Works I Have So Far Read for German Literature Month, November, 2017
- “You’d Have Larvae Too” by Nora Wagener, 2016
- Vertigo by W. G. Sebald, 1990
- The Last Weynfeldt by Martin Suter, 2006
- “An Earthquake in Chile” by Heinrich Von Kleist, 1809
- Who is Martha? by Marjana Gaponenko, 2012
- “The Legal Haziness of Marriage” by Olga Grjasnowa, 2015
- “Aladdin, COB” by Isabelle Lehn, 2015
- “The Last Bell” by Johannes Urzidil, 1968
- The Rings of Saturn by W. G. Sebald, 1995
- Late Fame by Arthur Schnitzler, written 1892, published 2016
- Blood Brothers by Ernst Haffner, 1933
- “Borderlands” by Johannes Urzidil, 1956
Earlier this month I read a wonderful short story, “The Last Bell” by Johannes Urzidil set in Prague, right after the Nazis took control of the country. The story is narrated by a maid whose Jewish employers have fled the country leaving her with their apartment and a good bit of money. She gets involved with German soldiers in a really wonderful story.
“Borderlands” is completely different from “Last Bell”. We never really learn where the story is set other than somewhere in a forest in Europe. It is likewise
very vague as to the era of the story. I will say at once I loved this story for the
portrayal of the magical child, at the heart story. This story reads like a fairy tale at times. It is narrated by a man from the city, a writer, who comes to stay with a country family. Their daughter has strange powers, she can call fish, summon rain but she cannot learn the simplest arithmetic. The ending is heart rendering.
Johannes Urzidil - Biography
Johannes Urzidil (February 3, 1896 - November 2, 1970) was a Czech-German writer, poet, historian, and journalist. Born in Prague, he died in Rome.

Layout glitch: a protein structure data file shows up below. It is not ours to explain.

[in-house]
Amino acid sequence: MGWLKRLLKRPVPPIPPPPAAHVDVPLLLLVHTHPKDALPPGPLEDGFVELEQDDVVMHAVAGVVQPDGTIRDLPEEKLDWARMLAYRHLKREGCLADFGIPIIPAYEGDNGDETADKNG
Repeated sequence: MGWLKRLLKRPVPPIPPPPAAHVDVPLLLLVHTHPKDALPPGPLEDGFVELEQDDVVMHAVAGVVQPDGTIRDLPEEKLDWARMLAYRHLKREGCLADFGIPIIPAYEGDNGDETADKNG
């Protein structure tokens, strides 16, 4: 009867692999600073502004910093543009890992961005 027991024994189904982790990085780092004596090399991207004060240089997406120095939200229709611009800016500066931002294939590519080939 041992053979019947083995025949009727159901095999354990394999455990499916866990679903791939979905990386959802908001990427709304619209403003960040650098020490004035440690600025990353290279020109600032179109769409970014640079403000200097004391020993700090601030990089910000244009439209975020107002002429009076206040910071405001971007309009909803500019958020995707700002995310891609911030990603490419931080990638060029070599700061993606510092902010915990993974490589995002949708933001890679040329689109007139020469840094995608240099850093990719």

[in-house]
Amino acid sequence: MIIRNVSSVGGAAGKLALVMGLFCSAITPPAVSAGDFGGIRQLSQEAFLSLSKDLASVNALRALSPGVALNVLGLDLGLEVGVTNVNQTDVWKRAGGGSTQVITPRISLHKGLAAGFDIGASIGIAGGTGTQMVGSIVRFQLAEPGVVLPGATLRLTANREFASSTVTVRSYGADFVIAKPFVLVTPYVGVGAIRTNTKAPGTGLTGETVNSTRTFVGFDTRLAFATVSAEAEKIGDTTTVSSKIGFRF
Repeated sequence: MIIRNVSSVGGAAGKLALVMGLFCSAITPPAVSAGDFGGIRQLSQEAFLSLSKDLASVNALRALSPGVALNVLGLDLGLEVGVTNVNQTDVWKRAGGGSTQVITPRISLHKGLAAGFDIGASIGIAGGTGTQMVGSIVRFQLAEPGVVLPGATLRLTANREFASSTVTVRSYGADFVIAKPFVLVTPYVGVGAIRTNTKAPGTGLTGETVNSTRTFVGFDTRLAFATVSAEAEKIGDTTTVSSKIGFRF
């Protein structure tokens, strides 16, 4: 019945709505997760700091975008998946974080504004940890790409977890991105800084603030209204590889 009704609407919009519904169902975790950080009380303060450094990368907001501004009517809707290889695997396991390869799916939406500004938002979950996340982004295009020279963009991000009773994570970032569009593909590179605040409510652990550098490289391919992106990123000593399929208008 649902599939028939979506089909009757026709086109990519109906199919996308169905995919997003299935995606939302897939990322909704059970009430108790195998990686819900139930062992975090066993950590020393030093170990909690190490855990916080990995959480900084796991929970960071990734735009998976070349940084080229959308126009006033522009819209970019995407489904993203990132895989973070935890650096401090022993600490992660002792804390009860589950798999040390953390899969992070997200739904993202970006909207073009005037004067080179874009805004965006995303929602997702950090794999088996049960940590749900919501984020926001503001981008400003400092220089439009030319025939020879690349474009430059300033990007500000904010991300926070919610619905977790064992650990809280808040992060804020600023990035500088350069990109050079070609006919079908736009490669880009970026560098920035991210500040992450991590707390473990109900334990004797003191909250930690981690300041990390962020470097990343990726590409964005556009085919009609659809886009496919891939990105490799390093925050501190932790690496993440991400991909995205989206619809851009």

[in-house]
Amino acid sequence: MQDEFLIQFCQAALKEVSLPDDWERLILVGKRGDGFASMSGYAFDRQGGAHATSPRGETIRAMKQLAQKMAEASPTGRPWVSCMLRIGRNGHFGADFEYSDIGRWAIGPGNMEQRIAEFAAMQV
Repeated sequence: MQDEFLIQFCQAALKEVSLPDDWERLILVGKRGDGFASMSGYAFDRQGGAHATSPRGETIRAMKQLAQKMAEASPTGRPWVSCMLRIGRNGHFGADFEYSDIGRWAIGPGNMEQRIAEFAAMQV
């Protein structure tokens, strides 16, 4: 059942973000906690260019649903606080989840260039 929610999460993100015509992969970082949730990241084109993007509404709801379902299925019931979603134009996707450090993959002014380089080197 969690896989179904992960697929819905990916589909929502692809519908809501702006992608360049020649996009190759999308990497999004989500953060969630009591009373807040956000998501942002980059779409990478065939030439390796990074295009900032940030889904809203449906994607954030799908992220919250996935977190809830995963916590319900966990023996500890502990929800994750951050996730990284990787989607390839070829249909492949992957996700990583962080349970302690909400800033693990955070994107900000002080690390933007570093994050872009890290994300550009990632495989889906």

Urzidil was educated in Prague, studying German, art history, and Slavic languages before turning to journalism and writing. His initial efforts in poetry were influenced by Expressionism, and were published under the pseudonym Hans Elmar. He also worked as a writer and editor of the monthly journal Der Mensch. Among his acquaintances during this period were Franz Werfel and Franz Kafka. From 1922 until 1933 he advised the press section of the German embassy in Prague. Czechoslovakia was occupied by Nazi Germany in 1939, causing Urzidil to take refuge in Britain; in 1941 he came to the United States, acquiring American citizenship in 1946.
Although he published poetry, Urzidil is best known for his prose which, though written in exile, reflects his Bohemian heritage. Among his more notable works are a collection of short stories, The Lost Beloved (1956; the title refers to Prague); the novel Der Trauermantel, and the story collection Prague Triptych (whose composition is derived from that of an altarpiece).
Urzidil won a number of prizes in his career, including the Charles Veillon Prize (1957) and the Großer Österreichischer Staatspreis (1964). He died in Rome in 1970.
The main-belt asteroid 70679 Urzidil is named after Urzidil.
Bio above data from
There are three more stories in The Last Bell. I hope to read them all this month.